Inside the Box thinking: People want software for the public cloud

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Analysis On-premises file sync and share and collaboration is yesterday’s story. The future is the public cloud with dedicated software service suppliers, like Box.

File sync, share and collaboration is not a feature, but a product, best expressed as a service (SaaS) through Box’s three data centres and the public cloud, and not subsumed into part of an on-premises storage array offering. The company says it is now a content platform for the modern enterprise.

That’s the Box message and it’s working, though not dramatically, given that Box is growing and increasing its services.

Box has grown its base service with specific offerings for, for example, IBM, Salesforce, Microsoft Office, and Google Android for Work. It has also announced its Box Platform, an open API set for authentication, user management and content access.

Stifel MD Aaron Rakers met Box CEO Aaron Levie and investor relations VP Stephanie Wakefield to better understand what Box was about in relation to Microsoft’s OneDrive and SharePoint and also Google. Box, he says, is seeing customers replace on-premises SharePoint, OpenText and its recently acquired Documentum offerings with its own services.

The company has and is introducing a set of specific service offerings to drive up customer spend:

  • Governance – 400+ customers vs 200 exiting F2016,
  • KeySafe – encryption key management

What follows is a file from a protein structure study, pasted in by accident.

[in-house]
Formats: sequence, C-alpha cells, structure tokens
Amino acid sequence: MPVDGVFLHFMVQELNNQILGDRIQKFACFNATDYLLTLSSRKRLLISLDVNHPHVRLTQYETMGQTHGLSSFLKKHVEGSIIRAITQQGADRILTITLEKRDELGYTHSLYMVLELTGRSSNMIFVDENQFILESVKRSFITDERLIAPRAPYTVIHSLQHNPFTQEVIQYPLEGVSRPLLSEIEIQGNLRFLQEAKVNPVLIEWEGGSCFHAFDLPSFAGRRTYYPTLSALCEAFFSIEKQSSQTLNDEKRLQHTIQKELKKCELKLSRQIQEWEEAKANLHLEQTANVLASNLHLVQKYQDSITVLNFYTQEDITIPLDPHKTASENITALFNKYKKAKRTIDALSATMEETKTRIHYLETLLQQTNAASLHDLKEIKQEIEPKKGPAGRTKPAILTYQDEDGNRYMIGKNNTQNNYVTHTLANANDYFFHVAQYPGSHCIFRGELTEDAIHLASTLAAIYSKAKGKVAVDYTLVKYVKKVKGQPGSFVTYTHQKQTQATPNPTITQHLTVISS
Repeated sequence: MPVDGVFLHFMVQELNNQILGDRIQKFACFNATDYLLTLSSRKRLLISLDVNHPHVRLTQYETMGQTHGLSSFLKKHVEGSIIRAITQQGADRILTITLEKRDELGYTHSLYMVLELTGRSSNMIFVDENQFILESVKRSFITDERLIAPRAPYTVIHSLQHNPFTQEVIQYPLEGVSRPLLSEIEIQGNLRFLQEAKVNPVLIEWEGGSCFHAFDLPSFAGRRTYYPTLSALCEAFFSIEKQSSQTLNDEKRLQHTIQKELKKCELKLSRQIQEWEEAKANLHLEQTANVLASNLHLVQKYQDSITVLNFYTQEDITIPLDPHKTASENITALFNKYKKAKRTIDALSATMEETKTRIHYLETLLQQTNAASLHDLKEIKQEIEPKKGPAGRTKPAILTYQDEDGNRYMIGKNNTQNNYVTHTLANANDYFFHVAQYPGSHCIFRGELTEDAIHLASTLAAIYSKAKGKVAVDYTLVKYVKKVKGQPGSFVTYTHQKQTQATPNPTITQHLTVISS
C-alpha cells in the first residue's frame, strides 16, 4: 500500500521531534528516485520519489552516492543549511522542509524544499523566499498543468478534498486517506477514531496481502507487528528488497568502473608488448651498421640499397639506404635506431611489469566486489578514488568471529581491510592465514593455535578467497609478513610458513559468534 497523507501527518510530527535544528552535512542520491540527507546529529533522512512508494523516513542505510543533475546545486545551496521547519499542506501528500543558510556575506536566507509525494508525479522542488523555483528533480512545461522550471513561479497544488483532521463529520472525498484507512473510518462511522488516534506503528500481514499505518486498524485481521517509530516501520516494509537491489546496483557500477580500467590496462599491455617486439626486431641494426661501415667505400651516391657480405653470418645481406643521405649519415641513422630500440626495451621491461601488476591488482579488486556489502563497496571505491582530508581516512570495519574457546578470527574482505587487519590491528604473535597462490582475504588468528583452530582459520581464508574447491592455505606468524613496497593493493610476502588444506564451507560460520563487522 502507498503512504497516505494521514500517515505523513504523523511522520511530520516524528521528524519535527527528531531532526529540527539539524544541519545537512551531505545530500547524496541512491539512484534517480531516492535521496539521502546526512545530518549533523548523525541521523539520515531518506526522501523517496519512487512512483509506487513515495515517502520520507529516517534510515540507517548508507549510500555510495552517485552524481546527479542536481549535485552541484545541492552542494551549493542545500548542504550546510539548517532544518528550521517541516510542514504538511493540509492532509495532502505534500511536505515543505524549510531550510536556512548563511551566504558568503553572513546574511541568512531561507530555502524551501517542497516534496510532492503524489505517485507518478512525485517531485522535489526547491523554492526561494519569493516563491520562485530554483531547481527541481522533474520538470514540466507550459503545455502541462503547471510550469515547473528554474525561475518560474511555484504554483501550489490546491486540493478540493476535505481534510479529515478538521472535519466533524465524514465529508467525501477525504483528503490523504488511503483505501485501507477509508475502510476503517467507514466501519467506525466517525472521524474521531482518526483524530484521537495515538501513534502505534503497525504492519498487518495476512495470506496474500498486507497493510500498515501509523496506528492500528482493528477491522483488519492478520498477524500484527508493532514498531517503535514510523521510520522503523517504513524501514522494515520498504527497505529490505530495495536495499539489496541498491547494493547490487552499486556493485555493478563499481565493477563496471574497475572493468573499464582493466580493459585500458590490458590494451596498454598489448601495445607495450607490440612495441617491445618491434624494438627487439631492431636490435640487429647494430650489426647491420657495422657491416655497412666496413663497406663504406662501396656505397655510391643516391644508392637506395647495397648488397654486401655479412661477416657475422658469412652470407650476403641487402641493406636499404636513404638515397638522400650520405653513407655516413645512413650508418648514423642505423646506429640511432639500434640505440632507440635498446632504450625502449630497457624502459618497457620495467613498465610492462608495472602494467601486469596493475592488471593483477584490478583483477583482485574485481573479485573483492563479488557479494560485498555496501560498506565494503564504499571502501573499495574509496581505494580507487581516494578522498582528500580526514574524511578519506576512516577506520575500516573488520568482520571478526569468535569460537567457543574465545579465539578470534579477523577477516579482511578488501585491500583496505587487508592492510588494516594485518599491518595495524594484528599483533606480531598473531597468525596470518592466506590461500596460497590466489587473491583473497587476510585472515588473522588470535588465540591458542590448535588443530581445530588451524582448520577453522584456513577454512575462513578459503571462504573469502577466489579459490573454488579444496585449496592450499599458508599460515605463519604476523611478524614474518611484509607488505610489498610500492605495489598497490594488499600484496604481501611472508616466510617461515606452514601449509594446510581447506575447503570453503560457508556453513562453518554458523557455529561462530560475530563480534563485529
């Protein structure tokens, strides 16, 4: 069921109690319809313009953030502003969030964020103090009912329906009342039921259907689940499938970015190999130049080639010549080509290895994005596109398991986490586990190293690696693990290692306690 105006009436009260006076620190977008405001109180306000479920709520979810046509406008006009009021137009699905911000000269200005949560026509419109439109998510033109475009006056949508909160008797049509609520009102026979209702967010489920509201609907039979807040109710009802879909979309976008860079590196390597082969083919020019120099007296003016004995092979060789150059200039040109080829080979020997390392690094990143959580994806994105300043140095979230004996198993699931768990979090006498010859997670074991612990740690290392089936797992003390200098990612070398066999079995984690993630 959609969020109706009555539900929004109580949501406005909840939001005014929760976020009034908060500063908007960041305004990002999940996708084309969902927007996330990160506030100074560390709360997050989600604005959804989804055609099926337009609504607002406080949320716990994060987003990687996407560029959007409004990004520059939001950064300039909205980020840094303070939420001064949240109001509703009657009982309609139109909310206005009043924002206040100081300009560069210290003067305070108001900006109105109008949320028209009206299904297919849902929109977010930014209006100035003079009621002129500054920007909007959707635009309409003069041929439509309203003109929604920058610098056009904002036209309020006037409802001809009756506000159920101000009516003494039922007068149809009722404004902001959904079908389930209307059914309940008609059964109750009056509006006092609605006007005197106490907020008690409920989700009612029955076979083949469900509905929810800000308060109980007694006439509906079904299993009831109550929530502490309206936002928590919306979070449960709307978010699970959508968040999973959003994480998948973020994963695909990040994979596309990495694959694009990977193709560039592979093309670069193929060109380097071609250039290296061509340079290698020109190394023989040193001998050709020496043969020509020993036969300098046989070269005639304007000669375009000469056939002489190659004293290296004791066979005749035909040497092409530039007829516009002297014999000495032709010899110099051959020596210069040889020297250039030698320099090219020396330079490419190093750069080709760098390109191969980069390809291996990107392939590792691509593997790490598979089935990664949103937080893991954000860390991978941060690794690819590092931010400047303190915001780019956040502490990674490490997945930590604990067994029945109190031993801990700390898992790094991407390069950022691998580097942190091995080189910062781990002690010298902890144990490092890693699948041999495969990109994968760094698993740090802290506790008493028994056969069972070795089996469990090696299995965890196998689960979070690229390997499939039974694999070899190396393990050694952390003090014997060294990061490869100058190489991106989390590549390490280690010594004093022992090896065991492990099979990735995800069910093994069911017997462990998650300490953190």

• Zones – international data location using IBM and Amazon data centres,
  • Shuttle – faster content migration into cloud,
  • Relay – content workflows built in collaboration with IBM, and coming in 2017.

Box says its Relay product allows employees to build, track and manage custom or pre-built workflows that leverage all of the security, compliance, and collaboration features of Box.

A Box Developer Addition enables third party developers and enterprise customers to build apps using a Box instance.


Box product expansion

Rakers writes: “Box’s sales force does not currently carry quota on these add-on solutions; we believe this will likely change in Fy2018 (C2017).” Rakers expects Box to introduce from one to three new capabilities a year, with analytics and workflows the main focus areas.

It has 66,000 customers and 95 per cent of its revenues are recurring. Box measures average customer value (ACV) per seat, and this has grown at 23 per cent on average over the past three years, being at $8 – $10/seat. Revenue growth to the latest quarter (ended August 2016) $95.7m (30 per cent higher year-on-year), has been at a 51 per cent CAGR since fiscal 2013. There was a loss of $38.1m in the quarter.

It thinks free cash flow should be positive by the end of the first 2017 quarter but is not saying anything about making a profit yet.

All data in Box’s data centres is replicated to the public cloud and Rakers sees Box making more use of public cloud facilities in the future.

Box’s dramatic growth days are over, and it is in a steady build-out-its-infrastructure growth phase. For example, it has hired David Benjamin to be its SVP and GM for EMEA. He comes from telecoms supplier BT where he was a VP in its Global Services operation, having joined in 2007 to head up its directories business. The company wants to expand its presence across Europe with an increased focus on Germany, where it plans to open an office in Germany, following recent office openings in Amsterdam and Stockholm.

Box is now a dull company, but not a mediocre one. It is unexceptional, and has to grow steadily, in an unexciting way, to become profitable, start paying dividends and, maybe, begin acquiring other companies to spur growth upwards. It is capitalised at $1.9bn, with shares trading at $15.74. They were $23.15 on the IPO day, January 23, 2015. As and when Box moves to making a profit they could and should rise. That might not be until 2018, though. ®

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